The Professor in the Cage: Why Men Fight and Why We Like to Watch

The Professor in the Cage Why Men Fight and Why We Like to Watch NA

  • Title: The Professor in the Cage: Why Men Fight and Why We Like to Watch
  • Author: Jonathan Gottschall
  • ISBN: 9781594205637
  • Page: 467
  • Format: Hardcover
  • NA

    One thought on “The Professor in the Cage: Why Men Fight and Why We Like to Watch”

    1. This book was a dried poodle turd. It could've been good, but the guy drones on and on about masculinity and science. I just wanted to hear about your training, bro. If I wanted to read a science book, I wouldn't read one written by an adjunct English comp teacher. I'd read one written by a scientist. See how that works?

    2. The Professor, Jonathan Gottschall, asks why men like to fight, and in this book he is talking about fighting for sport, or for fun, not war or other life and death battles. While I don't quite get why men like to box or cage fight, I do get that competition is fun and that it's an extreme form of competition. Not that mysterious. But I am perplexed at the enjoyment seemingly civilized people seem to get from watching others batter each other to a bloody pulp. Although we are in a relatively pea [...]

    3. Animals fight; humans fight, too. Women fight; men fight, too. But men are more likely to fight physically and frequently. Some might say men are just asinine in so doing and men ought to be civilized. Jonathan Gotschall, an English professor, argues that men are the way they are owing to many reasons. Better yet, he places himself in the middle of fights to find out why men fight even if death might result. Gottschall had been a wimp, not being able to stand up for himself all his life. He deci [...]

    4. I can't even. This book is full of pseudoscience and gender stereotypes. Gottschall takes actual science and facts, relies only on nature arguments, discards nurture arguments, then he takes these facts and submerges them in a mixture of good ol' boys and wanna be a real fighter so bads. For example in one scene his daughter goes inside with his wife and tells him he can't come in and bake cookies (presumably because he is a man). He then waxes on about how men are always on the outside of the f [...]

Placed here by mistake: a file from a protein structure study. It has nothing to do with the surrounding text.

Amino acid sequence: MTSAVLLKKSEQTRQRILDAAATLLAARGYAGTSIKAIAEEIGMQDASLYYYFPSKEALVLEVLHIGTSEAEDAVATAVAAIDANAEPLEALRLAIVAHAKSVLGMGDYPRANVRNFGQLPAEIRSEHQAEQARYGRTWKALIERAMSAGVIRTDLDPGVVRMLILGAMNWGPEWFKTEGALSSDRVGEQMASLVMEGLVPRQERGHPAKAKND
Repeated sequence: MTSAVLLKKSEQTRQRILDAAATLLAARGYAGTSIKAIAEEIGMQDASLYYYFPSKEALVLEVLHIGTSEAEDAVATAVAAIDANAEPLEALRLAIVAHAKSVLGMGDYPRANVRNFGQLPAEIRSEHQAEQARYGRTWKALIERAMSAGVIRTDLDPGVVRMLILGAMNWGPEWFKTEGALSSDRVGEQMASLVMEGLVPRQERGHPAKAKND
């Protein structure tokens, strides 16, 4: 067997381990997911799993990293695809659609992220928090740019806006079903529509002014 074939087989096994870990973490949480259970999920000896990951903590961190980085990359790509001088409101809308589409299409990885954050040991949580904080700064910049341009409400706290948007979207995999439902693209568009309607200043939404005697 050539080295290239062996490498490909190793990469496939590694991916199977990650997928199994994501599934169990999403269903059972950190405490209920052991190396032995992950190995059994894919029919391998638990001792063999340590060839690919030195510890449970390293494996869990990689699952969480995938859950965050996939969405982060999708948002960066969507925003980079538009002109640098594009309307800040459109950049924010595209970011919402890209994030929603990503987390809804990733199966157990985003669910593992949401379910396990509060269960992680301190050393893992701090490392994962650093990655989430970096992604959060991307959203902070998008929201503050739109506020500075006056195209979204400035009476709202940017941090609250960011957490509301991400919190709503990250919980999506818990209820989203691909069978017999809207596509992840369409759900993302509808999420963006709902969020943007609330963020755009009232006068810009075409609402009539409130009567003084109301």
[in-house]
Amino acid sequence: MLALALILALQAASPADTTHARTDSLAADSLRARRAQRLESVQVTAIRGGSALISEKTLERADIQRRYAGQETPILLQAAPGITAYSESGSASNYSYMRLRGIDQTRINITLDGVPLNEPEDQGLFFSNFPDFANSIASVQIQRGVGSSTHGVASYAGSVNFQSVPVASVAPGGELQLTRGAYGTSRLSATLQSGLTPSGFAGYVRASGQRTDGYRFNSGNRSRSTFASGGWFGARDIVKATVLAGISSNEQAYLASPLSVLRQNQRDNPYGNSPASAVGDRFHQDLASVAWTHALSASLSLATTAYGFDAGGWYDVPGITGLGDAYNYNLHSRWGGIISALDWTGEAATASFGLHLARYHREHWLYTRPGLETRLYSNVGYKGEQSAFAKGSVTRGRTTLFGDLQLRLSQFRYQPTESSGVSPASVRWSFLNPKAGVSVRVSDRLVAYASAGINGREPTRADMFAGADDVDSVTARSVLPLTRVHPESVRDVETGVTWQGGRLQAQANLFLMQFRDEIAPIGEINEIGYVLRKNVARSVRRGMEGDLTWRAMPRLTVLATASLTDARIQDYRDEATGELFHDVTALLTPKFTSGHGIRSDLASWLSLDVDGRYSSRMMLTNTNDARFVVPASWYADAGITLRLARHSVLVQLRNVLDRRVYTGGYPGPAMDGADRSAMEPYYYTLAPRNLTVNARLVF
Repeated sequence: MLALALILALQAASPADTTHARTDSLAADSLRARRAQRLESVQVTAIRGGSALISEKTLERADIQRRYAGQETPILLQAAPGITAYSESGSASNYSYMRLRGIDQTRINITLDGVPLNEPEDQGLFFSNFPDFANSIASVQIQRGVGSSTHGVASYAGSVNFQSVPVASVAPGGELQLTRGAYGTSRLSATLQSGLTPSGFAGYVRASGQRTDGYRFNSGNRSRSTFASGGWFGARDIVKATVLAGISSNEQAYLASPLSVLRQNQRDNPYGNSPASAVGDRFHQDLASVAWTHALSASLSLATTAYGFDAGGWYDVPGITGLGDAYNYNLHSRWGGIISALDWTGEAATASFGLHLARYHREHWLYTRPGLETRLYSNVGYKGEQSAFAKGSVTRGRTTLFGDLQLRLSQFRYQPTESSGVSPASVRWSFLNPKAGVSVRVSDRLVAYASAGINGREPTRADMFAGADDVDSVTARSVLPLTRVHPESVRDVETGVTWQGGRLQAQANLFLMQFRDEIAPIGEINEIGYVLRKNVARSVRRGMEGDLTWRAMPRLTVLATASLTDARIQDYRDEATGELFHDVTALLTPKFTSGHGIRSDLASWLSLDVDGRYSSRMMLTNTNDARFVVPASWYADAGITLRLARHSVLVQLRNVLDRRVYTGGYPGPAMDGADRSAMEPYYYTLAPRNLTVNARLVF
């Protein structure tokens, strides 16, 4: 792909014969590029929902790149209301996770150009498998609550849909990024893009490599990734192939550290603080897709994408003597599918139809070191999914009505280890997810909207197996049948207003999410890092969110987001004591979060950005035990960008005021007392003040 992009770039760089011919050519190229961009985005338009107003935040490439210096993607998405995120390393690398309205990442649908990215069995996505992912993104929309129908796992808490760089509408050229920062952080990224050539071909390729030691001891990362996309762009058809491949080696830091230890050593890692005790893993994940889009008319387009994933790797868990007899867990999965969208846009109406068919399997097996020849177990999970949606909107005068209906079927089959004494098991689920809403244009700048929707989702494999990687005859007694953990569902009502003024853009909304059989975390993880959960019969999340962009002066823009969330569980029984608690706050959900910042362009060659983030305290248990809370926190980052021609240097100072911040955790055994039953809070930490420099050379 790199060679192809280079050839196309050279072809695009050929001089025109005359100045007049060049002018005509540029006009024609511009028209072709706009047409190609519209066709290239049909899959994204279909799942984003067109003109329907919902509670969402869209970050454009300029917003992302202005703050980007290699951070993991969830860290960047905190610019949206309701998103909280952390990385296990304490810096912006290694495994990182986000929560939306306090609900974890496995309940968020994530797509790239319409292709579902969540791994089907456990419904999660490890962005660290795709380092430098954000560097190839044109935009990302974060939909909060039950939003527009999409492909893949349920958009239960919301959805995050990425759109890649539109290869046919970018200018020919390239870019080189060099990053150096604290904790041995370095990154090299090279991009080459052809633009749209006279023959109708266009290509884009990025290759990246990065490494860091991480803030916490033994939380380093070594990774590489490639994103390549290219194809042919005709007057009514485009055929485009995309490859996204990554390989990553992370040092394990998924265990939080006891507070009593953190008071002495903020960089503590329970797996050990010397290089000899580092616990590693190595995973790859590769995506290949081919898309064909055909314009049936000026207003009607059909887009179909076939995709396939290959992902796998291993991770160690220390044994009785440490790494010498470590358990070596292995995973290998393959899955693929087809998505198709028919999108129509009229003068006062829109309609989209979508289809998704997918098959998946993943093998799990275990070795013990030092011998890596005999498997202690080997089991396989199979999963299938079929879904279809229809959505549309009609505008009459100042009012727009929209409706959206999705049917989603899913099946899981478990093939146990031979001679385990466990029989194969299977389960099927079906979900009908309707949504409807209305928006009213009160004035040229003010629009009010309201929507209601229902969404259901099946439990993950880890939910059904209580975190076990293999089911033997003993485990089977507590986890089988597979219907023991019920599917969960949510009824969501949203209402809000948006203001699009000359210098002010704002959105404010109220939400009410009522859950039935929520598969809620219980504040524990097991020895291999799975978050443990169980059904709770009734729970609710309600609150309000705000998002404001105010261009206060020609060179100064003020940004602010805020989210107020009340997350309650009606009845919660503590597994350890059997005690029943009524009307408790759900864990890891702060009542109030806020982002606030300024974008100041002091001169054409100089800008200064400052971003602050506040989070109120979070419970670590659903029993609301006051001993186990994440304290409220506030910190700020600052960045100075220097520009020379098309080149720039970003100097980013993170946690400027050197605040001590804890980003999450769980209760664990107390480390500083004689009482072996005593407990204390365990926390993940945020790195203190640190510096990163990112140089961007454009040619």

5. The premise is strong, unfortunately this book soon devolves into a Jordan Peterson-esque smorgasbord of soft science and half-baked philosophy. I think this idea would've worked better as a long personal essay, because as a full-length book it demands a rigorous approach to the many topics the author glides through. Or perhaps a series of essays as there are many disparate concepts in this book that are barely held together with a shallow thesis of reductive biopolitics Yes, people enjoy violen [...]

    6. This is, despite the author's claims, a book about a midlife crisis. But, rather than the tedious routine midlife crisis of divorce, red sports car, and much younger girlfriend, Gottschall (an associate professor in English at a small liberal arts college) decides to take up MMA cage fighting. He's in his late 30's, and claims that deep down he thought it might be a good way to get fired, so that he can move on to something else.You might conclude from this that Gottschall is kind of a jock, who [...]

    7. “The Professor In The Cage: Why Men Fight And Why We Like To Watch” by Jonathan Gottschall is a fascinating look at fighting and violence through the eyes of a college professor who not only researching fighting and violence, but joined a MMA gym to train and actually enter the arena to fight. It is well written, eye opening, and an enjoyable read for anyone interested in why men fight and why so many enjoy watching.Gottschall chronicles his own journey, including his apprehensions and fears [...]

    8. Bills itself as analysis of make violence but instead is an apology for the same, a repetitive scree about how gender is actually innate (with no evidence btw) and no interrogation of the homophobia he learned during childhood games of smear the queer. There is no scholarship here, just sad, thin memoir. Penguin press and Washington & Jefferson College, his employer, should be ashamed.

    9. Check out my free summaries at camsreadsElevator Pitch: The Professor in the Cage takes a fascinating look at the historical connection between the civilized violence we express today and it’s origins. If you thought that we are any different from ancient societies you are wrong, we just package it and make it prettier.Read Time: 5 minutesLets begin with this Jonathan Gottschall is hands down one of my favorite storytellers to read. He makes nonfiction and self development feel like a great no [...]